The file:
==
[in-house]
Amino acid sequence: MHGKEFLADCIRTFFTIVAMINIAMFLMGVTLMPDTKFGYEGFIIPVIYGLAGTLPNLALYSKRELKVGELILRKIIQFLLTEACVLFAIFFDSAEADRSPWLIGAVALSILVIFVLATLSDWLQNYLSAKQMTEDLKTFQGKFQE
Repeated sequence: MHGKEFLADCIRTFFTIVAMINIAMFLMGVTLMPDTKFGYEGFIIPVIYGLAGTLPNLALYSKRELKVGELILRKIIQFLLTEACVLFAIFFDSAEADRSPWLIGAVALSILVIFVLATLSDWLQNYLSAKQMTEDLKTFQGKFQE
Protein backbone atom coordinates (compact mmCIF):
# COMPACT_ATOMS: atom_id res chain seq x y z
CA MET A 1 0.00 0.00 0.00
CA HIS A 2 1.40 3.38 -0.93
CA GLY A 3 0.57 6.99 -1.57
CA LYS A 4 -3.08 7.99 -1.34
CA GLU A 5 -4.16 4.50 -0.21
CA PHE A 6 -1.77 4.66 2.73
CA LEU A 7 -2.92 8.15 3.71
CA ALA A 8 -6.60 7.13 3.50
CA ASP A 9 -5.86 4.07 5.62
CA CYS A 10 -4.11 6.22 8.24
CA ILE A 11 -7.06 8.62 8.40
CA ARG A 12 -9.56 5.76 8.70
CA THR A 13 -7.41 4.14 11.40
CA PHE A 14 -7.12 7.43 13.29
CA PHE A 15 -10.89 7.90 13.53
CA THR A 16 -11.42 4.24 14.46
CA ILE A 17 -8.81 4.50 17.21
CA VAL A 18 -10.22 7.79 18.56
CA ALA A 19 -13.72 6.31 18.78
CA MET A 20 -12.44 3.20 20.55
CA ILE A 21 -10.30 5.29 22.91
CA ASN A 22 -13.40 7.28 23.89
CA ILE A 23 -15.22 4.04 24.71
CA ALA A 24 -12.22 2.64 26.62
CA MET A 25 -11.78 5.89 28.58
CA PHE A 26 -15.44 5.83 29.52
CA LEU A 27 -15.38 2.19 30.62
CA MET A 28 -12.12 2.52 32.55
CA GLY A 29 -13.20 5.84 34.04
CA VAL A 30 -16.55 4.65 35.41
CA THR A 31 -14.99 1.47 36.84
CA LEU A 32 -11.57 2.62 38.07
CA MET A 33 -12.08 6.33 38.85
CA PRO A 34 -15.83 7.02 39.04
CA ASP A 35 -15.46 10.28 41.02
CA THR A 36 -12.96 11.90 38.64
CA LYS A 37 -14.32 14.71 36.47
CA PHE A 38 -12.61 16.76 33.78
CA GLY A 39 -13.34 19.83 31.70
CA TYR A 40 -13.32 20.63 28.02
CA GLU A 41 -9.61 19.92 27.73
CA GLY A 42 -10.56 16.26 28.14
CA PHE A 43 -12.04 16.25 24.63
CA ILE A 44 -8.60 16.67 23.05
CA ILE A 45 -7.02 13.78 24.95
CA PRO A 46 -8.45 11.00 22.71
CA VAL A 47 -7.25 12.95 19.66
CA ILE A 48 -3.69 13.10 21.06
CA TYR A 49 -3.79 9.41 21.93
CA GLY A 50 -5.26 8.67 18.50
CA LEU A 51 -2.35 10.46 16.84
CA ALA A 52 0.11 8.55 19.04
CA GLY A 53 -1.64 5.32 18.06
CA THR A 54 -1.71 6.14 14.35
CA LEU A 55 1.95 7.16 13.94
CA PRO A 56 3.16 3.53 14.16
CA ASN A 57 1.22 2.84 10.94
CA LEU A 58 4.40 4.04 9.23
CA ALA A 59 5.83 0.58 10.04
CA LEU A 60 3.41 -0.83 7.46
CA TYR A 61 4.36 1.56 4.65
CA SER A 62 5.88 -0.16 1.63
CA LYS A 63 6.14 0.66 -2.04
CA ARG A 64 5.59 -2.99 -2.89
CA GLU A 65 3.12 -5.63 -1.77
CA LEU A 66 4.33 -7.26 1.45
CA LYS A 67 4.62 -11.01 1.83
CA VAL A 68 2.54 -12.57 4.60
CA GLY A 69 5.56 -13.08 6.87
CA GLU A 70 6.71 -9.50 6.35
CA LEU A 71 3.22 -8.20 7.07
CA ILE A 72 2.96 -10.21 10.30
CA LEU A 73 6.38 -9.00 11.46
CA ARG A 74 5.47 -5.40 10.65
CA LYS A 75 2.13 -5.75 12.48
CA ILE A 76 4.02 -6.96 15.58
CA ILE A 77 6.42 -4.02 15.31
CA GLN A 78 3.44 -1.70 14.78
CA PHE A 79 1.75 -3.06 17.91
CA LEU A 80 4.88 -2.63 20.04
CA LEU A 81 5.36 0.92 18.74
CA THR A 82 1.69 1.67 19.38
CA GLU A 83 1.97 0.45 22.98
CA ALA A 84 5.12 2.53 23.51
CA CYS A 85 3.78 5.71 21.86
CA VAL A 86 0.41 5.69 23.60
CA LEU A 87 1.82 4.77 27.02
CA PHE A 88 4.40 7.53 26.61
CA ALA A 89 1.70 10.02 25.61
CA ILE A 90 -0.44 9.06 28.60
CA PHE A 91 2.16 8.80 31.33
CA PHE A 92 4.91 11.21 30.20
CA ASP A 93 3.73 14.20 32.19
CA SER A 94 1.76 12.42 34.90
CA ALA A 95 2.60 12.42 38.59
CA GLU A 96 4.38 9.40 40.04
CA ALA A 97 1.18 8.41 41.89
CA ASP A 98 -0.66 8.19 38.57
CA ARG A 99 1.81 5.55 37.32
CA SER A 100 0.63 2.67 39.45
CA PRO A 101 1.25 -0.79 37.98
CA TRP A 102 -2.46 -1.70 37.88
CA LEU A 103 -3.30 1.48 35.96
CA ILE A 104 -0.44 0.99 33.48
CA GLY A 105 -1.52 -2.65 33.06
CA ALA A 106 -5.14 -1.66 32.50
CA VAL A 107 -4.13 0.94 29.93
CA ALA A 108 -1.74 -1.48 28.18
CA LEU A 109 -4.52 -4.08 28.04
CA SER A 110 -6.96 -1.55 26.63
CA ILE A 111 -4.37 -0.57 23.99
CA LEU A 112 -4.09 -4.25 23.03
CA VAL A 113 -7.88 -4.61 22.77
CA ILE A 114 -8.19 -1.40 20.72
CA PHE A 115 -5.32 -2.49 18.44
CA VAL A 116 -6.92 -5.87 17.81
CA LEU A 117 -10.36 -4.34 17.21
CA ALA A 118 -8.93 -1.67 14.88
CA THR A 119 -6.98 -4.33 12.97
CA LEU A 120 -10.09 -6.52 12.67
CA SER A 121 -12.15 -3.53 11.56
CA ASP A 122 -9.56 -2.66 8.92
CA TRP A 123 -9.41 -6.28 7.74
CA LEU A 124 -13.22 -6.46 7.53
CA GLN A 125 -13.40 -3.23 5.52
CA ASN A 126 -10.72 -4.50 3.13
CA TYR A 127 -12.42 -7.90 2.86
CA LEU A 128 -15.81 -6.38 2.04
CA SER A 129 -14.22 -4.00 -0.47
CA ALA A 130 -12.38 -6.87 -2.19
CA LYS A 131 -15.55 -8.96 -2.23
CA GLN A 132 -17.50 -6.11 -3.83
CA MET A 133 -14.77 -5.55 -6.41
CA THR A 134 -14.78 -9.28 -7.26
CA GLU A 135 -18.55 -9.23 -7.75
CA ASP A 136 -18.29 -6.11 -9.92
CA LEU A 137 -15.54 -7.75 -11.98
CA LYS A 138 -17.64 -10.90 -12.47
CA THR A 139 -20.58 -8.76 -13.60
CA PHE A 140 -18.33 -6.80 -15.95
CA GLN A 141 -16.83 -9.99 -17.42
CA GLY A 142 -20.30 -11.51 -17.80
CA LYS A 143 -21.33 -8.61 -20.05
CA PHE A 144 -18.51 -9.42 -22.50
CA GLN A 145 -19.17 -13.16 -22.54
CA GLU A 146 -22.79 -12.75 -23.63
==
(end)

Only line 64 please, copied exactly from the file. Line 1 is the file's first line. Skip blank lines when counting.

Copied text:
CA ALA A 59 5.83 0.58 10.04